• Magic markers – The famous magic marker trick involves carefully drawing around the outer edge of the CD. This blocks out the second session, allowing the disc to be ripped and copied just like an unprotected CD.

And of course, at any time Microsoft could fix the Windows quirk that is the basis for this technique, rendering it completely ineffective.

Despite these limitations, who wouldn’t enjoy finding a homemade copy-protected CD in their stocking? They’re a great way to spread holiday cheer while preventing anyone else from spreading it further.

Inside the MediaMax Prospectus

Bruce Hayden writes that MediaMax, the company associated with the CD-borne spyware product that Sony has not yet recalled, recently filed a prospectus with the SEC in connection with an upcoming stock offering. In the prospectus, the company is required to describe truthfully its business plans and associated risks. MediaMax’s prospectus is a window into the company’s business practices. It was filed on November 4, about a week before we first reported the security and privacy problems caused by MediaMax.

There’s more interesting material in the prospectus than I can cover here. Bruce Hayden describes some of it. You can read the whole prospectus yourself, but most of it is pretty dry. The most interesting parts are the discussion of business risks (note the conspicuous non-mention of security and privacy risks), and the description of the company’s products. The product description is all I’ll write about here.

Page 30 of the prospectus describes how the MediaMax CD copy protection product works. Remember, this is the company’s own description of its product. Here’s the core of the description:

When the disc is inserted, the auto launch feature will activate the MediaMax program on the second session. Depending on the DRM license implementation, this program is either activated directly or through another program. The program first determines if the LMT Software controls are installed on the computer. If not, or if the disc concerned contains a newer version, it will copy the controls from the disc concerned and will install same. The LMT Software controls consist of two dynamic link libraries. The controls are used by the MediaMax application.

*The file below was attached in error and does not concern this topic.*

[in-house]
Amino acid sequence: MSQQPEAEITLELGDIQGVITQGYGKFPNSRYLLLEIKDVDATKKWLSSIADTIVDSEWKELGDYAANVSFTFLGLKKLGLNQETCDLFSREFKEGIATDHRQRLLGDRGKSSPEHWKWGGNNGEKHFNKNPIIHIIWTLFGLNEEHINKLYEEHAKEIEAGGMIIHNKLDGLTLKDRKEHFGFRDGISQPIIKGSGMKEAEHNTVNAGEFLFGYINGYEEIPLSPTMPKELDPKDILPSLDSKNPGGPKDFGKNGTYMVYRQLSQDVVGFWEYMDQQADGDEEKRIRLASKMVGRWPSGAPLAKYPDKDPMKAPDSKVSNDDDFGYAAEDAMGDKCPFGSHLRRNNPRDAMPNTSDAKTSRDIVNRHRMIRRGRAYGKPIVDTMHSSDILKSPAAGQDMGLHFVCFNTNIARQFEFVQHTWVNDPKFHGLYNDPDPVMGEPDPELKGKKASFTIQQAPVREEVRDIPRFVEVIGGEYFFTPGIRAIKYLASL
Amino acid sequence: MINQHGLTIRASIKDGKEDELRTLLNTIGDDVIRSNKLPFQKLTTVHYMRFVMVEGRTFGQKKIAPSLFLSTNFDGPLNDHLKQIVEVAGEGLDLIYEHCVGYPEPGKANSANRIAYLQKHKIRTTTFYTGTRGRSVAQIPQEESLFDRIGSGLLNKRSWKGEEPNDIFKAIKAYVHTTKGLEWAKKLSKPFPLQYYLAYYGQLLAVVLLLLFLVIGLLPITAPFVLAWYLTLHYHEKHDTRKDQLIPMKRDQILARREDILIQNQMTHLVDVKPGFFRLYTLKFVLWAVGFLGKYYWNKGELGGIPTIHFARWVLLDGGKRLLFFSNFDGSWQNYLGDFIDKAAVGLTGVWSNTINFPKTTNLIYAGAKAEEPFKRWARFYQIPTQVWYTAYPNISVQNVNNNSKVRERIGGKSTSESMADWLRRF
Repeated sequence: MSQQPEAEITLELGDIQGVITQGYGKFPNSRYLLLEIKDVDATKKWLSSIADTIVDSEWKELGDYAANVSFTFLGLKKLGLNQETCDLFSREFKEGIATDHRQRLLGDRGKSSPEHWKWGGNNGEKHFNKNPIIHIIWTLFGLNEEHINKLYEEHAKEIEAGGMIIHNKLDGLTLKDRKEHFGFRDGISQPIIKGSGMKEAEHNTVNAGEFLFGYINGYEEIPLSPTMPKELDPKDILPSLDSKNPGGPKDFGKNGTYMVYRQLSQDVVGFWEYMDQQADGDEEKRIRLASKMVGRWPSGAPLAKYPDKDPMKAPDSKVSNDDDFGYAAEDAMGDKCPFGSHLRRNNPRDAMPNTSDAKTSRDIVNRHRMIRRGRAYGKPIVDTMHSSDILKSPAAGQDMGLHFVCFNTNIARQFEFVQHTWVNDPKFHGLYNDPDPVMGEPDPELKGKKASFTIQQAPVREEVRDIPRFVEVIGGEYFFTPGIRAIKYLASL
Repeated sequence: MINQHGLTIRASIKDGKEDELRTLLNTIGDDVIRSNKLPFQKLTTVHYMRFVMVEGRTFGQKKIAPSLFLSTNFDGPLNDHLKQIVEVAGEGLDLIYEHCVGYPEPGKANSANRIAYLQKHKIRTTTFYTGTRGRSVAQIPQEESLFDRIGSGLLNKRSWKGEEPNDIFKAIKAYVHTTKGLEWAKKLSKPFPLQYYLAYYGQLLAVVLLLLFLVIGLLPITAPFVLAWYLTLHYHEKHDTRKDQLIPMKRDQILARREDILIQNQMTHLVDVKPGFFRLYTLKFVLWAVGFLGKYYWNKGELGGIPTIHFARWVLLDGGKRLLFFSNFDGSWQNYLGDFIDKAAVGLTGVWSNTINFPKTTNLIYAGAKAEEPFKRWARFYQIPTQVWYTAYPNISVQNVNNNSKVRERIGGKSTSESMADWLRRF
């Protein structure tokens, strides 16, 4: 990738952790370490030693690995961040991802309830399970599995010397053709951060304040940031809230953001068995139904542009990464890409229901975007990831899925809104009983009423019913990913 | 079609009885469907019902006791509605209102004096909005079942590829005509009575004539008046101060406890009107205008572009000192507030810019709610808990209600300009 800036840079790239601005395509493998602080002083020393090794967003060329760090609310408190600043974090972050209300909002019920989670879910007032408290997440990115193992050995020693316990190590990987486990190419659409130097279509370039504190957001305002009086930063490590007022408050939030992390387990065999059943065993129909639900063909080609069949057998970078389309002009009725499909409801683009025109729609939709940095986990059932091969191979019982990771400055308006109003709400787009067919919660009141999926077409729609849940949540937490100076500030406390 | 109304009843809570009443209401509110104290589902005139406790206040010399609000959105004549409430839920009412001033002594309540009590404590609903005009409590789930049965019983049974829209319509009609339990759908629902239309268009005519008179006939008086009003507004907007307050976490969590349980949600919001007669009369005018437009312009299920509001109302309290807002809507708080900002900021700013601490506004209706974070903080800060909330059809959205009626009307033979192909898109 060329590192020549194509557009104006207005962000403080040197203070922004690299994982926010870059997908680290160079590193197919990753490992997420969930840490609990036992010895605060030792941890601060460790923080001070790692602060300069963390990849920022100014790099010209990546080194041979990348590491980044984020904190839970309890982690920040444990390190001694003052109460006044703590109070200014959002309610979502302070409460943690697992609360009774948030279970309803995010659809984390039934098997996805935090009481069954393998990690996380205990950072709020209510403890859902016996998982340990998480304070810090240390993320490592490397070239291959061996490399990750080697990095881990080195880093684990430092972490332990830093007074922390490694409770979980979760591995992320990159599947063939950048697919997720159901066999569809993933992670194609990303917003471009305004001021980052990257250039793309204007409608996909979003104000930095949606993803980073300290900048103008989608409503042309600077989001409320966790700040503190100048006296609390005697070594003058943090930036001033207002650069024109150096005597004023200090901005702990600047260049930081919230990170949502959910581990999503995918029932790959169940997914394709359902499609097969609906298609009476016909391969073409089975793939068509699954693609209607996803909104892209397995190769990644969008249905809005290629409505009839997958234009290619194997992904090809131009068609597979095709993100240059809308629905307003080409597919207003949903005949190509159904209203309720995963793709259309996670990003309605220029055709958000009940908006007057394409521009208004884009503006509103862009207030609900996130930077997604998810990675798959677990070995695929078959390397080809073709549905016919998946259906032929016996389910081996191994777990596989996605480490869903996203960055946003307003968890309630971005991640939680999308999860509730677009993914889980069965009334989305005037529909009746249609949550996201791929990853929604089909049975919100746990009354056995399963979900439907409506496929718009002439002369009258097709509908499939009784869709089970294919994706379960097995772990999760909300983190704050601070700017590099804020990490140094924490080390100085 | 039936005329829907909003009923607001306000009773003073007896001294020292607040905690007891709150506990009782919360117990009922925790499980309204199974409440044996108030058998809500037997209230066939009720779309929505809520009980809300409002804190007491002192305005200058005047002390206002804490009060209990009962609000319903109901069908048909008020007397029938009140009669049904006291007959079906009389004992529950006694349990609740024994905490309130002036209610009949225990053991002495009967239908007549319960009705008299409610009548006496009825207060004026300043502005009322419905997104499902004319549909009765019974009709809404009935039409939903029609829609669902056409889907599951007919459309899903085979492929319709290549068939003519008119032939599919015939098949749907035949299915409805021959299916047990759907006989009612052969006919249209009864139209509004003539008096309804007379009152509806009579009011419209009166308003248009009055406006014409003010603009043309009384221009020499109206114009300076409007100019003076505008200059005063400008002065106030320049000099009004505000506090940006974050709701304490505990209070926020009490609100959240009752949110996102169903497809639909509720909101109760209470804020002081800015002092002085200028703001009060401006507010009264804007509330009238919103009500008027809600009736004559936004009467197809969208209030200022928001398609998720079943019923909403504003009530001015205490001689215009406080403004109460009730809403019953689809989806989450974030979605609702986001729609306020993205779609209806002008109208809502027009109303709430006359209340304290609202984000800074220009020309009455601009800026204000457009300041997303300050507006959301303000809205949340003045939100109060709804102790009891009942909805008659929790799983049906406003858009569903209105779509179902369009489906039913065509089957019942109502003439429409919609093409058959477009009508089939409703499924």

Whenever the second session software is executed, the LMT Software controls will first determine if the content protection device driver is installed on the system. If not, it will extract it from the main LMT Software into a separate file and install it as a standard Windows device driver.

The driver first locates all CDROM devices installed on the computer. Then it polls each device to determine if a new disc has been inserted. If so, it reads various elements of the disc to determine if it is a MediaMax protected disc. It is important to note that the driver is completely idle (without any chance to affect the computer or CD/DVD drives), unless an actual MediaMax disc has been detected. Once detected, the driver will insert itself into the communication stream for that drive to prevent any non-authorized activities. While allowing the computer to access the second session and associated content without any limitations, the driver will interfere when applications try to access the first session only.

When the driver detects that the MediaMax disc is ejected, it will remove itself from the communication stream for that drive and switch back to the polling mode. Several enhancements have been implemented to make it very difficult to locate and/or remove the device drivers.